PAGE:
The increasing rate at which technology is changing offers firms in this industry an endless supply of new products, but carries with it the threat of being caught with unsold stock that is newly obsolete or simply suddenly unpopular. To offset this particular risk, firms with the ability to bring products to an international market could benefit from economies of scale. In addition, offering products considered by advanced markets as obsolete to secondary and tertiary markets would extend the shelf life of a product and give sellers the opportunity to move products from inventory that could not otherwise be sold. International access to inexpensive labor and production facilities also affords firms in the industry the opportunity to consider backward integration in terms of developing their own “house brand” products with lower financial risk than would be the case without international options.

Specifically in regard to the US, the aging population suggests the need to offer products and use marketing approaches that appeal to older customers. Likewise, the increased ethnic diversity of the population, the staying power of the dual career family, and the subsequent increase in the purchasing power of women mark opportunities to provide and market electronic products to consumer groups beyond the typical white-middle-aged-male segment. Also, stagnating population growth in the US and expanding international populations and economies fuel opportunities in international expansion opportunities

that come however with the threat of increased competition from international firms.30

The economic downturn and tightening of credit late in the most recent decade resulted in decreased growth for several consumer electronics firms and likely contributed to the demise of Best Buy competitors such as Circuit City and CompUSA. In general, firms selling lower-end electronic products are thought to benefit from this trend while those selling cutting-edge technologies are expected to suffer. Clearly, the speed and extent of economic recovery will influence future growth opportunities. Recent indicators suggest that personal income is on the rise in the US, a change that will likely increase the demand for luxury, high-end, and discretionary products once again.31 However, recession induced trends such as increased financial prudence could at least temporarily delay this effect. Responses to the recession that influence inflation and trade balances internationally—and by extension, exchange rates—will affect the viability of international expansion.

With increased competition in the consumer electronics industry coming from online retailers, the political/legal segment is becoming increasingly important to firms like Best Buy. This is because when a company operates even a single bricks-and-mortar retail outlet in a US state, all sales made within that state, both in-store and online, are subject to sales tax.32 Alternatively, if a firm does not have a “physical presence” in a state, they do not have to charge its online customers sales tax. The issue up for debate is whether distribution centers fall within the definition of “physical presence” with online retailers threatening to pull distribution centers— and the jobs they provide—from any state that says it is so. With retail locations in the majority of US states, Best Buy would like to see state legislators level the playing field by clearing up the definition to explicitly include these distribution centers.33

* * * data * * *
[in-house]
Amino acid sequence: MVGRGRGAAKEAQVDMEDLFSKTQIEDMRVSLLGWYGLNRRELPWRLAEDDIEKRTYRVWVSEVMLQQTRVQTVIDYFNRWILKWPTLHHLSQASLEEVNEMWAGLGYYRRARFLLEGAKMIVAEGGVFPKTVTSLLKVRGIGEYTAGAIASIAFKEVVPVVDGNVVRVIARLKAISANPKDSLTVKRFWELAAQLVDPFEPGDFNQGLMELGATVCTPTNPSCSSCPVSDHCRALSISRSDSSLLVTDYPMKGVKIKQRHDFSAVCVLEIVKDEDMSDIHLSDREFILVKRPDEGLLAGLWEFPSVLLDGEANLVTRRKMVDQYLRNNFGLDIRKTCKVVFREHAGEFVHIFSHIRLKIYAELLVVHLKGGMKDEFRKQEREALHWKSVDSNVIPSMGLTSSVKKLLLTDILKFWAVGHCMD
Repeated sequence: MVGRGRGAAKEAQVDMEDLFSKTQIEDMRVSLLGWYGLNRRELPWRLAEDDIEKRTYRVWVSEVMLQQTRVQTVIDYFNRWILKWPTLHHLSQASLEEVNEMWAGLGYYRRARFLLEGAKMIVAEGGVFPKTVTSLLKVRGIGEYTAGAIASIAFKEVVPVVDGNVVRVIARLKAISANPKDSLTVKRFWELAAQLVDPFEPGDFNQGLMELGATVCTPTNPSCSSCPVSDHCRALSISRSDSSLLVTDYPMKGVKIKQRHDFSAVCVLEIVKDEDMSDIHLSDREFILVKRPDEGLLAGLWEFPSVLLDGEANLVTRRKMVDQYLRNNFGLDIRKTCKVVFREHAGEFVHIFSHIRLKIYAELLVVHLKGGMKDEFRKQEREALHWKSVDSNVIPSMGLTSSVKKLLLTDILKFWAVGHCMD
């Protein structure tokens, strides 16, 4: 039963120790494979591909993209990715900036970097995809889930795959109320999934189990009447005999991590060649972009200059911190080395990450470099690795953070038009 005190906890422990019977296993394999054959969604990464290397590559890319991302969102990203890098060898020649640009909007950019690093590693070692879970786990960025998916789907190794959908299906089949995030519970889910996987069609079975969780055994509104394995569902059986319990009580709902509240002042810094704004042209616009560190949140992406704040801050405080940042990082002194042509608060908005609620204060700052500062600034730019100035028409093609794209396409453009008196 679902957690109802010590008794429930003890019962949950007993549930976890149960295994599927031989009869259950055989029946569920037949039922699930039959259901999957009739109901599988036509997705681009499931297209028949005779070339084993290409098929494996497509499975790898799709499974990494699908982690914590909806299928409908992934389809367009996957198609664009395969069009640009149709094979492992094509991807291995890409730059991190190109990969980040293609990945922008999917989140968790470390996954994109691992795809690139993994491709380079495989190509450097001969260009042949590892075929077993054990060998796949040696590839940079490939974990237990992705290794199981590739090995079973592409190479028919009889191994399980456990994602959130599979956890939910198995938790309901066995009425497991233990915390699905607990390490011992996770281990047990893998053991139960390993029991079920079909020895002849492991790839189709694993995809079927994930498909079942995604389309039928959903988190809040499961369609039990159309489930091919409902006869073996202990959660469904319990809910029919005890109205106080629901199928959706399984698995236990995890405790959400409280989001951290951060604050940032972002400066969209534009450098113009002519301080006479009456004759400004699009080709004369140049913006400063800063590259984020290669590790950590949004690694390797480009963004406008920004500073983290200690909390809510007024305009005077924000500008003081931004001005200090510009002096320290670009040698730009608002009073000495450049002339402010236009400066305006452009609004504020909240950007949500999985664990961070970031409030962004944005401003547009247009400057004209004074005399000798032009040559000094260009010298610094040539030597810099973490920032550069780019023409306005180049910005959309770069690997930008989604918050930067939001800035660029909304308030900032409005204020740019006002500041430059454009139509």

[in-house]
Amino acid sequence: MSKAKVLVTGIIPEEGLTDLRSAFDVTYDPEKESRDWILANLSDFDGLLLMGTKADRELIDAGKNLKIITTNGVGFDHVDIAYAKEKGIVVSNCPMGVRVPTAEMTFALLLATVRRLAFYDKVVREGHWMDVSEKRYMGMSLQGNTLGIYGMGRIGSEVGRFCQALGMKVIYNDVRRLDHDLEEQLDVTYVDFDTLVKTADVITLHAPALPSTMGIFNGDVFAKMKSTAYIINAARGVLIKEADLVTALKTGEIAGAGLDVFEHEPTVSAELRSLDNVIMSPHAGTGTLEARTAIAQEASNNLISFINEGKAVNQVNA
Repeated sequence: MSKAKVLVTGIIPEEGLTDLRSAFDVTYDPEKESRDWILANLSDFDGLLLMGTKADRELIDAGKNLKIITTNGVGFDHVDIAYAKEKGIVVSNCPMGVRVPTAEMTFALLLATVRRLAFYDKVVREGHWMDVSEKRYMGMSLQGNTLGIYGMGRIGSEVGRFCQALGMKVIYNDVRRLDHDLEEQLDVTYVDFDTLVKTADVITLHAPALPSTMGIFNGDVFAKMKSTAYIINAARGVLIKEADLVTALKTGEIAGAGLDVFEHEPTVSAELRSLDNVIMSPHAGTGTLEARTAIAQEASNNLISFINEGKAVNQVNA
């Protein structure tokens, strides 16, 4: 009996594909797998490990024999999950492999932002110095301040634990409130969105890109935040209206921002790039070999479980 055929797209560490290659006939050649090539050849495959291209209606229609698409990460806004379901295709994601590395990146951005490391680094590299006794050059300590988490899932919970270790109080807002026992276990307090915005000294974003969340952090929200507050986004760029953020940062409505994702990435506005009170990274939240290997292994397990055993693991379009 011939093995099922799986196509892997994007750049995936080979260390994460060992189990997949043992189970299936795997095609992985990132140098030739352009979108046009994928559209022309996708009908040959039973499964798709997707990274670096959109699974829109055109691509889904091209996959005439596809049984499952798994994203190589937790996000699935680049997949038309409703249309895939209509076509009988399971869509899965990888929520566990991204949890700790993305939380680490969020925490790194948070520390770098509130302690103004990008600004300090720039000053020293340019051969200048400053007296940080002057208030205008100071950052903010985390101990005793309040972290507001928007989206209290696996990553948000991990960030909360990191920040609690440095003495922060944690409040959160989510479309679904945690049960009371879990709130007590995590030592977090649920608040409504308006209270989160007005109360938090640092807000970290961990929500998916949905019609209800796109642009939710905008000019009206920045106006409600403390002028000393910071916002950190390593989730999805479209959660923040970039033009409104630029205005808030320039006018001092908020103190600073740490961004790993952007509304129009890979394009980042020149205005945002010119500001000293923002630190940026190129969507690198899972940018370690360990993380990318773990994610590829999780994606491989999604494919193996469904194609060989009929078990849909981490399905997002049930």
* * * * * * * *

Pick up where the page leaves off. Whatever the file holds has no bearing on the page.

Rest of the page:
The industry in which Best Buy operates is in an unprecedented state of flux. The recession finished the job of eliminating weak competitors in the specialty consumer electronics store segment that started years earlier with the advent of the Internet and mass-market merchandisers. With the elimination of Best Buy’s traditional head-to-head competitors (i.e., those like Circuit City and CompUSA that sold the same products and used the same format), Best Buy is left to compete primarily against unfamiliar rivals on unknown terrain. The strategies and tactics used by competitors coming from the online retail, warehouse club, and mass market approaches differ from those traditionally used by bricks-and-mortar electronics stores. Major competitors in the “new” consumer electronics industry and their effects on industry competition are discussed below. Jeff Bezos developed the idea for in 1990 when he was struck by the goodness-of-fit of book selling via online marketing because of the need for precise and automated inven- tory controls in each. Over the next four years, he developed the idea for his new company and launched the online bookstore in 1995. Sales grew rapidly and the company went public in 1997. Realizing the potential based on its unprecedented success, in 1998, Bezos contracted with AOL and Netscape to increase Amazon’s visibility to Internet users, and later that year, Amazon added music, video, electronics, and toy segments to its product offerings.34